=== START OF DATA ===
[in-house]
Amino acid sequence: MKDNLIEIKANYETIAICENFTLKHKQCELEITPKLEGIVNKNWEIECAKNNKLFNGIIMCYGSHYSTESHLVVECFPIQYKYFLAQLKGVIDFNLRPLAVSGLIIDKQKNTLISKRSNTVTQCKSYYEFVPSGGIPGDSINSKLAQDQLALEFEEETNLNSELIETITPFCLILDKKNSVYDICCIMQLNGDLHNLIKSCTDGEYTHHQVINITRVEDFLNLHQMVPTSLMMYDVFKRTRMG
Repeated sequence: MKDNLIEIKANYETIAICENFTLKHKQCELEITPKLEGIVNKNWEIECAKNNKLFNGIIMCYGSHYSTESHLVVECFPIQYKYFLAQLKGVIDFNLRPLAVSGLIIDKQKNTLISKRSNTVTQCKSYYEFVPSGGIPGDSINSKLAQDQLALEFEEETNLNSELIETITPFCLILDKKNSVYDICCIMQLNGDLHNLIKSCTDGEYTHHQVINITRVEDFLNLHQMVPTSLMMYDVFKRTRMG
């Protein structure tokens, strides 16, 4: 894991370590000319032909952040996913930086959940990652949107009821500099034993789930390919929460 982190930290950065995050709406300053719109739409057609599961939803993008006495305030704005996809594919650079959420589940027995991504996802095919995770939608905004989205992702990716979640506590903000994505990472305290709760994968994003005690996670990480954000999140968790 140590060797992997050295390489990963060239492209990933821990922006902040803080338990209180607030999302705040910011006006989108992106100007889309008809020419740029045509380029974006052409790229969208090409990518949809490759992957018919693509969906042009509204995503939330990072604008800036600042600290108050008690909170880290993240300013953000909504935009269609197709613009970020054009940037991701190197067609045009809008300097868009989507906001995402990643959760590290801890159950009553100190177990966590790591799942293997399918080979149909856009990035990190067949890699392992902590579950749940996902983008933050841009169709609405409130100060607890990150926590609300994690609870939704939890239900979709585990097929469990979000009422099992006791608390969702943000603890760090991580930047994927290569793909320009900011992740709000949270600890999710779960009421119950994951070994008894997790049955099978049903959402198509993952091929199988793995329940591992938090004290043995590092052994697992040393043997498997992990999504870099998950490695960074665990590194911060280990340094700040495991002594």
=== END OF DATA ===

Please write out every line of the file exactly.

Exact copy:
[in-house]
Amino acid sequence: MKDNLIEIKANYETIAICENFTLKHKQCELEITPKLEGIVNKNWEIECAKNNKLFNGIIMCYGSHYSTESHLVVECFPIQYKYFLAQLKGVIDFNLRPLAVSGLIIDKQKNTLISKRSNTVTQCKSYYEFVPSGGIPGDSINSKLAQDQLALEFEEETNLNSELIETITPFCLILDKKNSVYDICCIMQLNGDLHNLIKSCTDGEYTHHQVINITRVEDFLNLHQMVPTSLMMYDVFKRTRMG
Repeated sequence: MKDNLIEIKANYETIAICENFTLKHKQCELEITPKLEGIVNKNWEIECAKNNKLFNGIIMCYGSHYSTESHLVVECFPIQYKYFLAQLKGVIDFNLRPLAVSGLIIDKQKNTLISKRSNTVTQCKSYYEFVPSGGIPGDSINSKLAQDQLALEFEEETNLNSELIETITPFCLILDKKNSVYDICCIMQLNGDLHNLIKSCTDGEYTHHQVINITRVEDFLNLHQMVPTSLMMYDVFKRTRMG
């Protein structure tokens, strides 16, 4: 894991370590000319032909952040996913930086959940990652949107009821500099034993789930390919929460 982190930290950065995050709406300053719109739409057609599961939803993008006495305030704005996809594919650079959420589940027995991504996802095919995770939608905004989205992702990716979640506590903000994505990472305290709760994968994003005690996670990480954000999140968790 140590060797992997050295390489990963060239492209990933821990922006902040803080338990209180607030999302705040910011006006989108992106100007889309008809020419740029045509380029974006052409790229969208090409990518949809490759992957018919693509969906042009509204995503939330990072604008800036600042600290108050008690909170880290993240300013953000909504935009269609197709613009970020054009940037991701190197067609045009809008300097868009989507906001995402990643959760590290801890159950009553100190177990966590790591799942293997399918080979149909856009990035990190067949890699392992902590579950749940996902983008933050841009169709609405409130100060607890990150926590609300994690609870939704939890239900979709585990097929469990979000009422099992006791608390969702943000603890760090991580930047994927290569793909320009900011992740709000949270600890999710779960009421119950994951070994008894997790049955099978049903959402198509993952091929199988793995329940591992938090004290043995590092052994697992040393043997498997992990999504870099998950490695960074665990590194911060280990340094700040495991002594």